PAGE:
I do however suspect there is something lost on a reader who doesn’t live within Germany. While there is a lot of entertainment to be had with the novel the subject matter wouldn’t have the same effect. The fact remains that Adolf Hitler was very damaging to Germany and the subject matter would remain a controversial topic. While Timur Vermes depicted Hitler as a man (rather than a monster) in an effort to examine how National Socialism rose to power, Germany remains wary of the effects of this ideology. Hitler’s ideas towards Judaism and immigration have left a bad taste in the mouth of every German person and the results have led to an overly politically correct society. The damage is still visible, but despite the controversial nature of Look Who’s Back, the book sold over 1.4 million copies within Germany and has been translated into twenty eight languages (Jamie Bulloch being the English translator).

I found myself getting a little bored by the jokes within this novel and the moral message was easily recognisable half way through. While there is plenty of interesting ideas within Look Who’s Back, I believe this book might have been more enjoyable if it was cut down about half its size. Hitler comes across as an uncompromising, charismatic but deeply flawed human and while this is needed for this story, it is hard not to see him as anything but a monster.

germanlit

I read this book for German Literature Month


Alex by Pierre Lemaitre

Posted May 26, 2013 by Michael @ Knowledge Lost in Thriller / 0 Comments

Alex by Pierre LemaitreTitle: Alex (Goodreads)
Author: Pierre Lemaitre
Translator: Frank Wynne
Series: Verhoeven Trilogy #2
Published: MacLehose Press, 2011
Pages: 368
Genres: Thriller
My Copy: Personal Copy

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When someone is kidnapped, the first few hours are critical; the chances of finding the victim alive drastically decrease after that. The beautiful and tough Alex Prévost is no ordinary victim but can she escape? Her time is running out. Commandant Camille Verhoeven has nothing to go on, no suspects, no leads and no hope. All they know is the girl was snatched off the streets of Paris and shoved into a van. The mystery of the fate of Alex will keep Verhoeven guessing until the bitter end.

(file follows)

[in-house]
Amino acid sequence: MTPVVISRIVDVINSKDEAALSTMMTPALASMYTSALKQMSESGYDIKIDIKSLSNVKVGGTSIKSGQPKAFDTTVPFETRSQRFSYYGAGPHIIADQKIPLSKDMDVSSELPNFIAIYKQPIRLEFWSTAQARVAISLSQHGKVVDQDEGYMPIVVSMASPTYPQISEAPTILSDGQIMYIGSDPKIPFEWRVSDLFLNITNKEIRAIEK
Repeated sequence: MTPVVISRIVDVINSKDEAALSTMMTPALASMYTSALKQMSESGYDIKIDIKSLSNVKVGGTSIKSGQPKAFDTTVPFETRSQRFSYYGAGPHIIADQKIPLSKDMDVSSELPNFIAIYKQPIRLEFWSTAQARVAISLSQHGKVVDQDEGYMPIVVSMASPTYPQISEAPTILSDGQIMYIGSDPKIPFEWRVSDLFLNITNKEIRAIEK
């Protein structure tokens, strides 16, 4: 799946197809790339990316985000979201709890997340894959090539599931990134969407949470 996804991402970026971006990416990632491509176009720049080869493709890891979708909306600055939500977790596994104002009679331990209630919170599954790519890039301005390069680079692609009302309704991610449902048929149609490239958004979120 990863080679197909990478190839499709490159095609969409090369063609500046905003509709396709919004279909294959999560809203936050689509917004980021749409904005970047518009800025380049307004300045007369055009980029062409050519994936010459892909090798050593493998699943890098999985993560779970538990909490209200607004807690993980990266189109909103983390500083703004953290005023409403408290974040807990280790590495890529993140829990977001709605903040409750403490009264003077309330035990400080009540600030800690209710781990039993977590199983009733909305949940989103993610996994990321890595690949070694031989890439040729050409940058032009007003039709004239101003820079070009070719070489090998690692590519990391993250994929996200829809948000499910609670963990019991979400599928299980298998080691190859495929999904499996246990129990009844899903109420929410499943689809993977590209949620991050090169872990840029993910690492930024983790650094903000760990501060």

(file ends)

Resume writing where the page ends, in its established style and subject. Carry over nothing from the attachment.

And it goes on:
This is the second book in the Verhoeven trilogy but the only one that has been translated into English so far. While it is very much a standalone novel, I got a feeling that some critical information about Commandant Camille Verhoeven was missing in the development of this character. This could be the simple fact that this is the standard and over done thriller formula. I picked up this book because I’ve heard it being compared to Gone Girl a few times and thought it was a good excuse to read some translated crime.

Alex does have an unreliable victim, like Gone Girl but comparing this book to that one is a big stretch. The whole style and feel to Alex was nothing like the psychological thriller that is Gone Girl. This novel does try to be psychological but comparing the two is pointless, this novel takes a whole different route and the only real similarities are the genre and the unreliable victim. I tend to think marketing people look for connections between books as a way to promote books and this can be destructive.

Alex is a thriller told from a third person narrative that follows both the victim, Alex and Commandant Camille Verhoeven as he tries to piece together this enigma of a case. While this tends to work well in exploring the two sides of this case as victim and investigator, I sometimes wished I could get into the mindset of both characters. Without spoiling any of this novel, there are parts of the book that could have been interesting to explore the psychology of the characters. I think Alex was a complex character that could have been used better within the book to improve both plot and the overall novel.

Now, there are so many plot holes within this novel that really got to me, from the very first few chapters I got that feeling everyone was attractive, despite their age. It seems like Pierre Lemaitre knew of no other way to describe someone. I don’t want to spoil anything for people that want to read this book so I won’t mention the biggest plot hole I found (if you have read this book I’d love to discuss it with you). There is also a lot of repetitiveness within this novel, I don’t know how many times Lamaitre can mention she wasn’t average and when she was a teen Alex blossomed into a bombshell with large breasts but it was too many. Then you mix the generic thriller formula to the mix and you are left with a novel that could have done great things but took the safe road.

I think the unreliable victim narrative could have been executed a whole lot better and we could have had a decent novel with twists and turns. I’m a little disappointed that the author decided to play it safe and go with the cliché plot that is known to sell books. Books like Gone Girl that take risks and surprise the reader are the ones that are remembered and respected by readers. Sure sometimes we want something that we know will be enjoyable and doesn’t require much effort for a cosy winter (or summer read) but when you set up a book like Pierre Lemaitre did in Alex and chose not to take full advantage of the situation I feel let down and disappointed.